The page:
As Empaths, I believe that we are aware of deeper energies, connections and patterns around us; the exploration of which could fill a single lifetime. It is this endless quest that compellingly excites me.
Empathic: a word that didn’t properly enter my vocabulary until the late 1980s, with the arrival of Counsellor Deanna Troi on Star Trek’s The Next Generation, although my life to that point had
made me extremely aware of similar tendencies and traits..
Going back to 1963 and my Earthly arrival. I was frequently described as a sensitive soul growing up and, being far too young to express a rational, empirical opinion, I can only confirm my mother’s later admission on the words of others:
“He’s ‘different’, isn’t he?”
“He keeps himself to himself, doesn’t he?”
“Your Kevin looks at me funny. Like he’s staring straight through me.”
Those were the kinder comments. Mum tended to ignore the blunter sort of judgements, especially back in less politically-correct times although, upon stressful days, she was not averse to sharing her own thoughts:
“Why do you have to be so weird?”
“Who are you talking to in there?”
“Creativity is fine, but you won’t ever get a proper job doing those things... not like 'normal' people.”
Admittedly, a part of her psychological fears on my ‘sanity’ may have stemmed from an occasion in 1965, aged around two, where I had categorically stated to her that I remembered being a tailgunner on an Avro-Lancaster World War Two bomber. Naturally, I may have seen a film on television, but I can distinctly remember the visuals I received; crouched behind a machine gun, watching skies for signs of aerial movement; heart pounding.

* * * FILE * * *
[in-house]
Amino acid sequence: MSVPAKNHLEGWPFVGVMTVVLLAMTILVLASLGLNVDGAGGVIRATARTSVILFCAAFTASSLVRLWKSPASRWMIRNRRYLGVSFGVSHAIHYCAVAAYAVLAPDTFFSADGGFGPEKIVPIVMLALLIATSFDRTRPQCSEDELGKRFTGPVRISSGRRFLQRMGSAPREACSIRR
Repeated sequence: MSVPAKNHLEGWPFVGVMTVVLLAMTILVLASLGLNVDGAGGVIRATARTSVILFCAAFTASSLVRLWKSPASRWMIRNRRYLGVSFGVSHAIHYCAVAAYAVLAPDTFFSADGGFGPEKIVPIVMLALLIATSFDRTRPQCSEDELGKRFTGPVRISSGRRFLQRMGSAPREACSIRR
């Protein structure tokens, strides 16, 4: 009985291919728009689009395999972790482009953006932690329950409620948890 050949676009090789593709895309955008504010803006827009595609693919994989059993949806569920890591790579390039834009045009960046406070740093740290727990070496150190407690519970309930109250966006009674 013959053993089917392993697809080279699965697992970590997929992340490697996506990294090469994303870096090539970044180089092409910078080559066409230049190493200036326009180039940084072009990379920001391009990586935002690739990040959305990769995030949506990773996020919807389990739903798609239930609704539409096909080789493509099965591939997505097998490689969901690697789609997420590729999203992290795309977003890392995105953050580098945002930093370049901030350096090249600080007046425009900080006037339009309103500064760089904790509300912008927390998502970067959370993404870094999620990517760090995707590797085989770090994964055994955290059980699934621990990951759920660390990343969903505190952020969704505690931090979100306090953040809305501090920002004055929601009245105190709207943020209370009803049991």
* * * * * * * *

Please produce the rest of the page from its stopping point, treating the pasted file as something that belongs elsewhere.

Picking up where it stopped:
As children, I think we’re naturally sensitive to the world around us, yet partially sheltered from the adults judgements, through innocence and naivety. I was aware that I was different to other kids; I couldn’t slap a specific label on it, however I accepted things as ‘simply how life is.'
My apparent simplicity also led to confusion. For example: I had a school friend called Mortimer. We played and laughed endlessly. Others told me not to play with Mortimer, but I adored his energy; his ‘light.’ I heard golden vibrancy within his laughter and saw beautiful colours around his head. Children scolded me, and some parents even advised my mother that I should stop. I told my friends that 'I liked his light,’ and received odd looks. The real problem was that it was 1968, and Mortimer’s skin was very black. I confess, I hadn’t even noticed. Pacing my bedroom, I contemplated this dilemma; how could people not see / sense how wonderful Mortimer was? He radiated laughter and joy, but apparently this was wrong? Why? Adults told me; “It’s simply how things are... you’ll understand how the world works one day.” As a five year old child, I believe that was my first introduction to ‘how the world works.’ In my head it just didn’t make any sense at all.
My mother worried constantly, but I was incessantly happy in my own world, away from the confusing energies of others. My imagination was fuelled by the wonderful collection of books in Bristol library, where I revelled in acquiring knowledge. The addition of astronomy in 1970 was a turning point; incoming knowledge upon the universe and the sheer size of space exploded into my head, opening new doors towards scientific rationality. The simultaneous arrival on my TV of Mr. Spock from Star Trek, sealed the deal; science and logical thinking rocked. Valuable time was spent in front of the mirror, practising the raising of a quizzical eyebrow, saying; ‘fascinating,’ and separating my fingers into a crude Vulcan greeting.
In sweet counter-balance - via music, writing and art - I joyfully discovered that creative imagination held no limits; it gave me a deep sense of connectivity to something outside of my mind’s perceptions. Within music, art and writing, I felt safe and protected. Even loved.
With the sublime balance of rationality and creativity, the world began to make sense. Now, how to apply this to how to deal with picking up the emotional vibrations of others?
Around 1970, aged seven, I became very ill. I remember being poorly, but not scared. Somehow, I’d already spent many late nights contemplating the nature of the universe and how I fitted into it. A new word entered my vocabulary: meningitis. Frowning doctors sat upon my bed. Mother panicked. Words were said and plans were made; I was to be taken to hospital and from there, more adult things would be planned and done.